BOBBY NEALL'S latest return to politics finds him the focus of a question more complex and important than whether he is qualified to succeed his friend and mentor, Jack Cade, in the state Senate.
Of course he's qualified. Three terms in the House of Delegates, including a stint as minority leader; one term as Anne Arundel County executive; a talent for cracking fiscal problems. No other candidate to replace Mr. Cade, who died last month, offers such experience and expertise. No one seriously disputes that.
But despite his abilities, is Mr. Neall after two decades in and around politics the kind of elected leader the public should want?
An increasingly strident faction of his party, ideologues in the Ellen Sauerbrey mold, wants the Anne Arundel Republican Central Committee to reject him in favor of less qualified, less moderate candidates. Last week Mr. Neall seemed to be only half kidding when he asked editorial writers to stop writing that he's respected by both parties and that he values accomplishment above ideological purity. Within the GOP these assets are becoming about as attractive as a carbuncle on the forehead.
Sauerbrey purists are sick of the Cades and Nealls, fiscal conservatives who lack one-sided passion for (and in some cases disagree with) right-wing positions on abortion, gun control, tax cuts and other litmus-test issues. They abhor the constructive bipartisanship that made Messrs. Cade and Neall influential in a Democrat-controlled legislature. Equating reasonable compromise with lack of principle, the ideologues would rather stick to their guns and get nothing done.
"Art of the deal"
"We need an abandonment of the 'art of the deal' that sometimes transcends party lines in Maryland," one Arthur W. Downs wrote to the Anne Arundel central committee. "Insiders" like Mr. Neall, he says, don't serve the average citizen.
The party, of course, is not the public, something the central committee should bear in mind. Average citizens are most comfortable on either side of the center -- the territory occupied by the Nealls and Cades. They prefer elected leaders willing to transcend party differences. Hasn't that been voters' complaint about Congress for years -- that representatives spend too much time bickering along party lines?
As for the insider label, it fits Mr. Neall, as it did his mentor. Mr. Cade enjoyed this role, and so does Mr. Neall. There's nothing wrong with that as long as the insider retains a clear and constant understanding that his mission is to serve the public, that personal enjoyment is incidental.
Mr. Cade used his insider status to affect issues from reforestation to taxes. Mr. Neall renounced his taxpayer-funded pension -- a benefit to which he is entitled after spending the better part of his adult life in public service -- so no one could accuse him of serving for personal gain.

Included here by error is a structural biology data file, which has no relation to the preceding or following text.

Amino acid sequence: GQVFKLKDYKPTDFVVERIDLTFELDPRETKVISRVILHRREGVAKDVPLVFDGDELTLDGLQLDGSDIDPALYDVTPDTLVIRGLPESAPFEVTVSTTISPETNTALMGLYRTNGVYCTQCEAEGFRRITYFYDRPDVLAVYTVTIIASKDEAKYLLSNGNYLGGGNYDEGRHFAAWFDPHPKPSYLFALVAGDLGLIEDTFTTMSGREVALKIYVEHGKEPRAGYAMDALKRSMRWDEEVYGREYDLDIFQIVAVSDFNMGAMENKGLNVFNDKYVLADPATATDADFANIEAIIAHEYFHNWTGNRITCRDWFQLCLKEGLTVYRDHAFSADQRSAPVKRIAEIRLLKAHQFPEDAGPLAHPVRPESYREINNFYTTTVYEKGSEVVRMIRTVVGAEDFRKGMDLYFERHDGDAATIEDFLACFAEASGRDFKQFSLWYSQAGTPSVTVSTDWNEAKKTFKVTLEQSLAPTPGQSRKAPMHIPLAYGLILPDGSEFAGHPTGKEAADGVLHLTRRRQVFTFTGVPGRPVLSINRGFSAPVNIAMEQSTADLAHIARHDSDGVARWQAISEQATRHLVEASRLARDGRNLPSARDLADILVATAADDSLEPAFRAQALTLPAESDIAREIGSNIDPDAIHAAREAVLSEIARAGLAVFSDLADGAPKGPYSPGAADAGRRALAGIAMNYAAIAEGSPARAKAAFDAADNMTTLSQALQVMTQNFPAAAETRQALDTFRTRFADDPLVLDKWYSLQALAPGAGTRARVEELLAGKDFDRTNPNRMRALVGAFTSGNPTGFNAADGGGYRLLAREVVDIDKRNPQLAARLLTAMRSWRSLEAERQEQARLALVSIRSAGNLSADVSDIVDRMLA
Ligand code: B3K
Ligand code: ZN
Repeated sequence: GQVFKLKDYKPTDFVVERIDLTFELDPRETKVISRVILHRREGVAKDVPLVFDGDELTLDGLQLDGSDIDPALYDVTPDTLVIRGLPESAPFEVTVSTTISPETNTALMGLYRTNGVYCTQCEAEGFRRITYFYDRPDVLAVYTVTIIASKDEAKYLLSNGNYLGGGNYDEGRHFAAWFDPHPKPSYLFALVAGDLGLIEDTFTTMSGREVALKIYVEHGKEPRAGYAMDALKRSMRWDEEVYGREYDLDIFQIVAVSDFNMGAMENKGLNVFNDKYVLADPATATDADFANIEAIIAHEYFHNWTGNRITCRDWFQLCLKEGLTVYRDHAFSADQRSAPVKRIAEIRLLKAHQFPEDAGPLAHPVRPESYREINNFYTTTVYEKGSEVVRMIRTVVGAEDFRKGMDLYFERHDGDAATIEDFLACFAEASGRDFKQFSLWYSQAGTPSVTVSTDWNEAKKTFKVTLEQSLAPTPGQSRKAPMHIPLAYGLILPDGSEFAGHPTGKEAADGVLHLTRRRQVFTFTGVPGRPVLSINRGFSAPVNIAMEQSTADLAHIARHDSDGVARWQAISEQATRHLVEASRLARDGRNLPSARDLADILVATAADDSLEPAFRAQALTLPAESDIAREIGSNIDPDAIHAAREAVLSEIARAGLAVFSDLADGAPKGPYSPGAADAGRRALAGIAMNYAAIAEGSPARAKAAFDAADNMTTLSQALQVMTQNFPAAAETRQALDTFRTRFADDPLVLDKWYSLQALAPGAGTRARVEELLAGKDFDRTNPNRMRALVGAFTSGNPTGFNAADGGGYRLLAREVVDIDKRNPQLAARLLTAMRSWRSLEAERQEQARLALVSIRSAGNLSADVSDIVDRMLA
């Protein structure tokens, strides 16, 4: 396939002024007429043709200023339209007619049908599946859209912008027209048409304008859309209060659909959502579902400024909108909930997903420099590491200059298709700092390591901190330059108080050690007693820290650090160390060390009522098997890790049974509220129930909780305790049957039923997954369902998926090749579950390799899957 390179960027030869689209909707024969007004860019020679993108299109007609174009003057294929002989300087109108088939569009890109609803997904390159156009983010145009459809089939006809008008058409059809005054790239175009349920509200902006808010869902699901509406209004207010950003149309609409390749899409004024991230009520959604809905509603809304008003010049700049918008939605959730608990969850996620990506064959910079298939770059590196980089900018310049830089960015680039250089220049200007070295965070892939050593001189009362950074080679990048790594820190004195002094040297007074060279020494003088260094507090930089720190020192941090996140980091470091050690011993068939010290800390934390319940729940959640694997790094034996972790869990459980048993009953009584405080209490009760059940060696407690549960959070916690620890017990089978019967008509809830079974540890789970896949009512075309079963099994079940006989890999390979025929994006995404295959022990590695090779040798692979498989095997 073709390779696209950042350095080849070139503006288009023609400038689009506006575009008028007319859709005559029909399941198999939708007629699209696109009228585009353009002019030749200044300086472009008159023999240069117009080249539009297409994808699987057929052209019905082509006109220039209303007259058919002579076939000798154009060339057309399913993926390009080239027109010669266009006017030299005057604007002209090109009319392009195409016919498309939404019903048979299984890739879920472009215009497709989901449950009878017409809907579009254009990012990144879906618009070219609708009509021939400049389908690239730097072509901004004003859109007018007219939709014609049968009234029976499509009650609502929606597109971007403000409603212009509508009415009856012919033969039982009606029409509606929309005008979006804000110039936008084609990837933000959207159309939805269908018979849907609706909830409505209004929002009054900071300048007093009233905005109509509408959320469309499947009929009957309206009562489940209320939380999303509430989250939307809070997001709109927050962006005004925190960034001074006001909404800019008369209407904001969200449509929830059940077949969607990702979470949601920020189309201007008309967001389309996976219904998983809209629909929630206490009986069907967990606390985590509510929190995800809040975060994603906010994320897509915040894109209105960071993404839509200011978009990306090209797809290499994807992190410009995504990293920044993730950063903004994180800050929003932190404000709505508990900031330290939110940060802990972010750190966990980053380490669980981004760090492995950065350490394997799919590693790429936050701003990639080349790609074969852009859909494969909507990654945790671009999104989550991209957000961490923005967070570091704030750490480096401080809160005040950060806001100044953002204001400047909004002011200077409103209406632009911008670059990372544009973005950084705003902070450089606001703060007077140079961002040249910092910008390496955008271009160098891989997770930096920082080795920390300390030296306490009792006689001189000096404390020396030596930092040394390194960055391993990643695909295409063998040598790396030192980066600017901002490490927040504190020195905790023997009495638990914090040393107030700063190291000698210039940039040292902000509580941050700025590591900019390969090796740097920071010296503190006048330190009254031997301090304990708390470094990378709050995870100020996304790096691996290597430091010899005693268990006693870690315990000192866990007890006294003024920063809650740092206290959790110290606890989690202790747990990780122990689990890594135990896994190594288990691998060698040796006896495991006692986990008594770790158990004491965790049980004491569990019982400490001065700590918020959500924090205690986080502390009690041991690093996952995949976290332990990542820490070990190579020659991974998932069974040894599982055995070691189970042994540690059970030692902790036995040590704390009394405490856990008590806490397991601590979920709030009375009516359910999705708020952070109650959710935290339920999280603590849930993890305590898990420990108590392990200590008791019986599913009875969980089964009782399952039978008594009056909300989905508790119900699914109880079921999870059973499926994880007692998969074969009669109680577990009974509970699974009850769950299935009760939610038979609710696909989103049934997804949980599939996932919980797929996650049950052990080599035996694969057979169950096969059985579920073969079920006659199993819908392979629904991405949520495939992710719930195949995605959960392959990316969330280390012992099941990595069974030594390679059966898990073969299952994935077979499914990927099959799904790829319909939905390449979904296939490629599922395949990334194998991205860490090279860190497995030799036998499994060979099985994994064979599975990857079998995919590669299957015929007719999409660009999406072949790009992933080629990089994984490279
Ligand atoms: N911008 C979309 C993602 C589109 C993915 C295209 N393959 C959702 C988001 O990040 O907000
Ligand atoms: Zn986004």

A concern about Mr. Neall, even among media types who love a centrist, is that he has moved in and out of politics too often. From the House of Delegates to lobbyist for Johns Hopkins Hospital to state drug czar to county executive to lobbyist again and now, he hopes, to the state Senate.
No ruthless ambition
There might be something wrong with this if Mr. Neall were ruthlessly plotting a course toward higher office or playing some game designed to feather his nest. But his refusal to run for governor in 1994 despite excellent odds betrays a lack of raw ambition. And public life has not enriched him, but cost him money. He gave up a lucrative job at Johns Hopkins (which he took after losing a bid for Congress) to become county executive. He did not run for a second term largely because he was worried about financing his four children's educations. He subsequently set up a lobbying-consulting firm which now brings him more than $100,000 annually.
If he gets the Senate seat, he will have to give up the lobbying contracts, which initially will halve his income. With one son through college and another recently accepted to the Naval Academy, he says he can afford it now.
At a time when the public disdains politicians who are out of touch with real life, I find it hypocritical to fault those with an interest in public service who move between the public and private spheres depending on what's best for them and their families. But it's harder to lump all politicians in one unflattering caricature if we allow them to be real citizens, too.
"I have not lain awake at night and thought about getting back into public service," Mr. Neall said. "But life brings certain surprises. This is an opportunity to finish the work for somebody who was almost like a second father to me. If I don't get it, I won't lose $150,000 in income and I can go back and live happily ever after. . . . But Jack was my dearest friend. I feel a sense of responsibility."
The people of Anne Arundel and Maryland could do worse.
Elise Armacost writes editorials for The Sun.
Pub Date: 12/01/96